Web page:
The Spanish Minister of Foreign Affairs, Josep Borrell, said yesterday that his country will go ahead with the implementation of the deal to deliver 400 laser-guided bombs to Saudi Arabia.
Borrel told local radio station Onda Cero that “the ultimate decision is to hand over these bombs to fulfil a contract which dates back to 2015,” and added: “We have not found any violation that justifies the non-implementation of this contract, so it must be implemented.”
The sale of the missiles had been suspended earlier this month after Spain’s new government said all arms sales must comply with strict security criteria which include insuring weapons are not used in any other country except the one they are destined for. However earlier this week talks were held with Saudi Arabia and the suspension was reversed.
International human rights organisations accused Western countries, including the United States, Britain, France and Spain, of supplying the Saudi-led Arab coalition in Yemen with weapons which are being used to commit possible war crimes in Yemen.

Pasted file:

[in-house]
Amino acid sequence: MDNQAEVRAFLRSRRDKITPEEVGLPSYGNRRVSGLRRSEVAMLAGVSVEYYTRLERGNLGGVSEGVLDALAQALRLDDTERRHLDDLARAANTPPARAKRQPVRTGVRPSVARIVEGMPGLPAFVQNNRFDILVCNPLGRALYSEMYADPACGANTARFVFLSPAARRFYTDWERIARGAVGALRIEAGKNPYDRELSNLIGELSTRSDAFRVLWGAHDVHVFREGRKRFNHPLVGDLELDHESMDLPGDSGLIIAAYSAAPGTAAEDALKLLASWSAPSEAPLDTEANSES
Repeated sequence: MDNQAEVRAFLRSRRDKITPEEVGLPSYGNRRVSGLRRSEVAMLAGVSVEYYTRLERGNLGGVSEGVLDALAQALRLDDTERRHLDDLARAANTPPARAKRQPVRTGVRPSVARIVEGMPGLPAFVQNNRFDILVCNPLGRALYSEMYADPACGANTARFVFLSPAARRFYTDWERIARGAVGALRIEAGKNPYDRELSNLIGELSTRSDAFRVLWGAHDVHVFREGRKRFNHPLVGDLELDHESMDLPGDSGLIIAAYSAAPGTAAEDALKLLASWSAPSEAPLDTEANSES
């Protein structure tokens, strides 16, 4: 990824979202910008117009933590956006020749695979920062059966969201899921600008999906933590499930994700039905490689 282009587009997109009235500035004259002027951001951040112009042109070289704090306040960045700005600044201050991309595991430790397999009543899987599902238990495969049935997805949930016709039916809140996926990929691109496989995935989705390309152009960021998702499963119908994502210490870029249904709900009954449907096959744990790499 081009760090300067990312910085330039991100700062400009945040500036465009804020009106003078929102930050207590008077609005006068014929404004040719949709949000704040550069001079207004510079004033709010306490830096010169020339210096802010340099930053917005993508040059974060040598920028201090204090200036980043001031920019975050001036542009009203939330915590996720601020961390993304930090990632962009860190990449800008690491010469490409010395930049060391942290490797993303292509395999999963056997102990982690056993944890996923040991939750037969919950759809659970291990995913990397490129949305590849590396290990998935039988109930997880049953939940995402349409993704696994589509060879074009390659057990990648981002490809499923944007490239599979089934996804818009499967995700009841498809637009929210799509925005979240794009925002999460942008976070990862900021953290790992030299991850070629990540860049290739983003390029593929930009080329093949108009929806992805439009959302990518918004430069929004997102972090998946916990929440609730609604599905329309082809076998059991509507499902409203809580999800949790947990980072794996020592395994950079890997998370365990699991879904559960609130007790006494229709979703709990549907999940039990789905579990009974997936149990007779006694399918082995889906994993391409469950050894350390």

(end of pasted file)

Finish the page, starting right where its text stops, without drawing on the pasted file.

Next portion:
Yemen is currently experiencing the worst humanitarian crisis in the world, as 22 million people are in need of humanitarian assistance and protection, including 8.4 million people who are food insecure, according to UN statistics.
The United Nations estimates that between March 2015 and August 2018, some 6,660 civilians were killed and 10,563 were injured in the power struggle in Yemen between the Saudi-backed government and the Houthis.
The Saudi-led coalition’s recent slaughter of Yemeni children has prompted the Spanish defense ministry to cancel a €9.2-million deal to sell Saudis 400 precision bombs. The Spanish Ministry of Defense announced on Monday that it will return the 9.2 million euros already paid by Saudi Arabia to buy 400 Spanish-made precision bombs amid fears that they could be used to target the innocent people of Yemen, the El Mundo reported.
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